12 February, 2010
Doctor–patient communication has a cultural dimension
For four of those 12 weeks, i did not tell my parents in India wishing to protect them. Once i told them, my wise mother asked a question that propelled my passion for exploring culture and health. She said, “Why did the doctor feel compelled to tell you about the options, and especially cancer, when he did not know what was going to happen in 12 weeks? Was he not concerned about your emotional health?”
Based on US laws, the doctor was legally bound to tell me. In an individualistic culture like the US, personal goals are more important than group goals. The doctor was giving me the power to decide. I would have preferred that he not tell me the options, but share his diagnosis with me after 12 weeks. Why did I feel this way? Are there cultural differences in the way we define “health”, and how we practise “good health”? If that is the case, aren’t there significant implications for how doctors and patients communicate with each other?
Answers to the question “what is good health?” are neither conclusive nor simple. The perception about health has changed over time and is influenced by multiple factors, with culture as a leading factor. Over 50 years ago, the World Health Organisation recognised health as multidimensional and defined it as a state of complete physical, mental and social well–being, not merely the absence of disease and infirmity.
As a health communication researcher, i have explored good health from different cultural perspectives. To understand doctors’ perspectives, 109 doctors in India, Argentina, Brazil and the US were interviewed about how they would tell a patient he has leukemia. American doctors, on an average, tend to tell patients directly and explicitly. In Argentina, Brazil and India, however, doctors tend to share the same news with a patient in small doses over time and/or tell a family member before telling the patient. A doctor in Brazil referred to this strategy as using “half–truths” strategies when communicating bad news to their patients.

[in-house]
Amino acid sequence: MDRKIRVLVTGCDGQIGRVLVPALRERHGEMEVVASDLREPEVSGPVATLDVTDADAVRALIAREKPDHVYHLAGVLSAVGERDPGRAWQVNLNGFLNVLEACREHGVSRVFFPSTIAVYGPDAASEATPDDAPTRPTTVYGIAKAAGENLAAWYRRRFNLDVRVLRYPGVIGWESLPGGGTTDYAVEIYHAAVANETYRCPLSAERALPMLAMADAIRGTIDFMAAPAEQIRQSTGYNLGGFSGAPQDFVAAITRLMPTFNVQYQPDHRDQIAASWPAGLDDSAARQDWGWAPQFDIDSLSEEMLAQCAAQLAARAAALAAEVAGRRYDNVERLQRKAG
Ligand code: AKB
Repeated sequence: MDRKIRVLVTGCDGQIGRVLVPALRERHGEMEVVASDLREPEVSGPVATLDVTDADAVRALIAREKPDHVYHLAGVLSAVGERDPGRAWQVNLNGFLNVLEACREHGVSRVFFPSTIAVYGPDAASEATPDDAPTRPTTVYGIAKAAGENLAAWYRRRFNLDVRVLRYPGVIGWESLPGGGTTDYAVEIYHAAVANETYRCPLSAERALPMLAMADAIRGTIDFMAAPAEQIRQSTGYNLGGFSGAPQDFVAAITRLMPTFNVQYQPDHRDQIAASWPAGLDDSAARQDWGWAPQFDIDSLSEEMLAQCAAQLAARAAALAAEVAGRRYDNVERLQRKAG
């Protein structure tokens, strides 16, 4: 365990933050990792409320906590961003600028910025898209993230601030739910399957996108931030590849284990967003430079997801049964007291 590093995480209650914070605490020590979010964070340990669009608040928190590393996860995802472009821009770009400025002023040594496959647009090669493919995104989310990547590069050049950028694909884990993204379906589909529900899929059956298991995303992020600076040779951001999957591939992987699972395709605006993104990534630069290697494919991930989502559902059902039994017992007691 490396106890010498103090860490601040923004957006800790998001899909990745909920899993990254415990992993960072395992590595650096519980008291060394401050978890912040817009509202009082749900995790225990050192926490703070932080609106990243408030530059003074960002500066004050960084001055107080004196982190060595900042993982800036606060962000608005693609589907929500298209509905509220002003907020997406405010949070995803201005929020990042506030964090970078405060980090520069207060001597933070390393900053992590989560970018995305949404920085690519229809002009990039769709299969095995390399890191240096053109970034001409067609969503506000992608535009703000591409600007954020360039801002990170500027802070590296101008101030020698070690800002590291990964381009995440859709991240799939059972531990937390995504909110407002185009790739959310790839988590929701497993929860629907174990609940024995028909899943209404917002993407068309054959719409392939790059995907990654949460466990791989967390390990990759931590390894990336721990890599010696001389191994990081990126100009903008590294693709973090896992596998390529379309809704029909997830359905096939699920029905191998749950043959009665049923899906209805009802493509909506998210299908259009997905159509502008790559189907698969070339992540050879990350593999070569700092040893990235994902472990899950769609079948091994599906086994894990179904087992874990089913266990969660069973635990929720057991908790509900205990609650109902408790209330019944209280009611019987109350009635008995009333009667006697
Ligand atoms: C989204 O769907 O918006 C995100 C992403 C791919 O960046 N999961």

As a doctor in India noted, “If i knew a patient had a terminal illness like leukemia, i would tell him that we have to do more tests before we can really be sure. If i tell him directly, he could die of shock. If i think he is stronger, i may tell him that there are several possibilities and one could be cancer. If he is not strong, i would see which family member he has come with and take him aside to tell him the news. We are very familyoriented.” This orientation is called “therapeutic privilege” where the doctor chooses the appropriate strategy of sharing challenging news with a patient.
We can see the relevance of culture shaping one’s health beliefs, values and behaviours. In individualistic cultures like the US, it is common to focus mostly on the physical dimensions of health. In more community–oriented cultures like India, the psychological, social and relational aspects of health play a key role in defining good health. In some ways, every encounter between a doctor and a patient is intercultural in that each party brings fundamentally different world views on health and how one gives or receives appropriate healthcare. As one scholar, Athena Du Pre, puts it, “While the doctor focuses on illness, the patient may be more interested in wellness.” In other words, the doctor may focus only on a person’s physical wellbeing while the patient may have physical, emotional and relational needs. In this context, it is particularly relevant for doctors to be better prepared to communicate more effectively with their patients.
Given India’s diversity and the increase in medical tourism, doctors are constantly interacting with patients from different cultural backgrounds (class, caste, gender, age, etc). In this global and diverse context, it is important for doctors to be culturally competent when doctor and patient communicate to optimally fulfil the goals of both parties. If i were a doctor and had to tell a patient that she has leukemia, how would i do it? It depends… on the patient.
The writer is an associate professor, department of communication and journalism, University of New Mexico.